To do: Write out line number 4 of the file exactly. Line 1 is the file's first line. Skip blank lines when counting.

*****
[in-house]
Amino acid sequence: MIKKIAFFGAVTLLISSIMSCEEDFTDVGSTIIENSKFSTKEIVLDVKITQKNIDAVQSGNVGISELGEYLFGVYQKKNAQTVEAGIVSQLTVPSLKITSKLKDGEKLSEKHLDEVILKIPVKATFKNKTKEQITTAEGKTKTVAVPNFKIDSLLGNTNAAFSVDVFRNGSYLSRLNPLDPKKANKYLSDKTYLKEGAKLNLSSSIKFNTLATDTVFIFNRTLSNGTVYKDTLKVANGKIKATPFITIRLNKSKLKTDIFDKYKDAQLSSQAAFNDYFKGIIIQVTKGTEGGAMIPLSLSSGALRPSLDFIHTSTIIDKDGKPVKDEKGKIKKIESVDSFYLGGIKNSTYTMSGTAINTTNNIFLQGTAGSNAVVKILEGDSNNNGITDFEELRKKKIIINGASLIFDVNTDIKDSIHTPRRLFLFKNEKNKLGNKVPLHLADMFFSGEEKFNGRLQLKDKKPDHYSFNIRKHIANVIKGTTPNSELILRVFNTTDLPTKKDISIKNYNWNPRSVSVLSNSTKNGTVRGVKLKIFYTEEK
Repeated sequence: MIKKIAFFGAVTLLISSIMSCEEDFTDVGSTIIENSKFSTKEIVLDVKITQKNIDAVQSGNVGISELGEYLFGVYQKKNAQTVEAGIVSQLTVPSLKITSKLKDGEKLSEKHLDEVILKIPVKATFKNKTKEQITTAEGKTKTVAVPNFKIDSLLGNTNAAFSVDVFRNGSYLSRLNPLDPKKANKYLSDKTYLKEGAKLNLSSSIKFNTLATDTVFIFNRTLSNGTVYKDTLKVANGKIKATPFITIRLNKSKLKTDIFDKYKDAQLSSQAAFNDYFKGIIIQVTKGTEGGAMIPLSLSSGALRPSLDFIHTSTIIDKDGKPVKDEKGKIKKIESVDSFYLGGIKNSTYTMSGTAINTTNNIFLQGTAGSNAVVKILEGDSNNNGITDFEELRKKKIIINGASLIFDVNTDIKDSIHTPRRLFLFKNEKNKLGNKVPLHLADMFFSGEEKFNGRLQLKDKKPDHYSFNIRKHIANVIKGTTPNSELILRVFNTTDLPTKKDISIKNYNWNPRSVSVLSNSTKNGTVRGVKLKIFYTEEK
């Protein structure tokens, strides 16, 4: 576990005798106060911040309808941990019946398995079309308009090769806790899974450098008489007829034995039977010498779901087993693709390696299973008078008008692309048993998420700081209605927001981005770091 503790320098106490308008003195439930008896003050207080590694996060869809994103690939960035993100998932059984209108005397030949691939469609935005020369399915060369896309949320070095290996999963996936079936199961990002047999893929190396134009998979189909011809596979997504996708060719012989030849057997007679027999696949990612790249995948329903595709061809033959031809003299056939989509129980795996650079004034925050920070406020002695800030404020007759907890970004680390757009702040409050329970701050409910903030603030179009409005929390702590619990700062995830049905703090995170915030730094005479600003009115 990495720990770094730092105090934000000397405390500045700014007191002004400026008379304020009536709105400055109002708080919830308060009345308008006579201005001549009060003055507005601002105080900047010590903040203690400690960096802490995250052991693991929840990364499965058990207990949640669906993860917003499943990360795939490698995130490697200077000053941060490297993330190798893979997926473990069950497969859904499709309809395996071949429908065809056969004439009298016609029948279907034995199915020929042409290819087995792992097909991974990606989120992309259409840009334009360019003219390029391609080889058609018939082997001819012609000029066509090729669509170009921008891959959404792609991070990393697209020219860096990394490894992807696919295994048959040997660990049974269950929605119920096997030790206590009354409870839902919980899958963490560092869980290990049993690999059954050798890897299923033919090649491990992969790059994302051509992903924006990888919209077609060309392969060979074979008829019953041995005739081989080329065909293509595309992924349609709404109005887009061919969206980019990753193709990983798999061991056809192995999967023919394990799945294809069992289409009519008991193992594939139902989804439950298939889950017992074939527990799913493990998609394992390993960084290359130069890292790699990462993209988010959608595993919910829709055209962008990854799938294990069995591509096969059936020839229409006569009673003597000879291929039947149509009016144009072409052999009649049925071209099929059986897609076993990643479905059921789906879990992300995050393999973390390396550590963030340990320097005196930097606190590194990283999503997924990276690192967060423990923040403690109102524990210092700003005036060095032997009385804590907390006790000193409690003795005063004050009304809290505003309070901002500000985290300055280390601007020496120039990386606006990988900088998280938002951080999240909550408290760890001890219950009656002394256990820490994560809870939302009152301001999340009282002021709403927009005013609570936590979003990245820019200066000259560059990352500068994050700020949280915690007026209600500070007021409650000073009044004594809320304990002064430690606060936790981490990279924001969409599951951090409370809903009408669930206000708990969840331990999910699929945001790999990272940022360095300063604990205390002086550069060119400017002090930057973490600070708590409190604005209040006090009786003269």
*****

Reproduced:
């Protein structure tokens, strides 16, 4: 576990005798106060911040309808941990019946398995079309308009090769806790899974450098008489007829034995039977010498779901087993693709390696299973008078008008692309048993998420700081209605927001981005770091 503790320098106490308008003195439930008896003050207080590694996060869809994103690939960035993100998932059984209108005397030949691939469609935005020369399915060369896309949320070095290996999963996936079936199961990002047999893929190396134009998979189909011809596979997504996708060719012989030849057997007679027999696949990612790249995948329903595709061809033959031809003299056939989509129980795996650079004034925050920070406020002695800030404020007759907890970004680390757009702040409050329970701050409910903030603030179009409005929390702590619990700062995830049905703090995170915030730094005479600003009115 990495720990770094730092105090934000000397405390500045700014007191002004400026008379304020009536709105400055109002708080919830308060009345308008006579201005001549009060003055507005601002105080900047010590903040203690400690960096802490995250052991693991929840990364499965058990207990949640669906993860917003499943990360795939490698995130490697200077000053941060490297993330190798893979997926473990069950497969859904499709309809395996071949429908065809056969004439009298016609029948279907034995199915020929042409290819087995792992097909991974990606989120992309259409840009334009360019003219390029391609080889058609018939082997001819012609000029066509090729669509170009921008891959959404792609991070990393697209020219860096990394490894992807696919295994048959040997660990049974269950929605119920096997030790206590009354409870839902919980899958963490560092869980290990049993690999059954050798890897299923033919090649491990992969790059994302051509992903924006990888919209077609060309392969060979074979008829019953041995005739081989080329065909293509595309992924349609709404109005887009061919969206980019990753193709990983798999061991056809192995999967023919394990799945294809069992289409009519008991193992594939139902989804439950298939889950017992074939527990799913493990998609394992390993960084290359130069890292790699990462993209988010959608595993919910829709055209962008990854799938294990069995591509096969059936020839229409006569009673003597000879291929039947149509009016144009072409052999009649049925071209099929059986897609076993990643479905059921789906879990992300995050393999973390390396550590963030340990320097005196930097606190590194990283999503997924990276690192967060423990923040403690109102524990210092700003005036060095032997009385804590907390006790000193409690003795005063004050009304809290505003309070901002500000985290300055280390601007020496120039990386606006990988900088998280938002951080999240909550408290760890001890219950009656002394256990820490994560809870939302009152301001999340009282002021709403927009005013609570936590979003990245820019200066000259560059990352500068994050700020949280915690007026209600500070007021409650000073009044004594809320304990002064430690606060936790981490990279924001969409599951951090409370809903009408669930206000708990969840331990999910699929945001790999990272940022360095300063604990205390002086550069060119400017002090930057973490600070708590409190604005209040006090009786003269």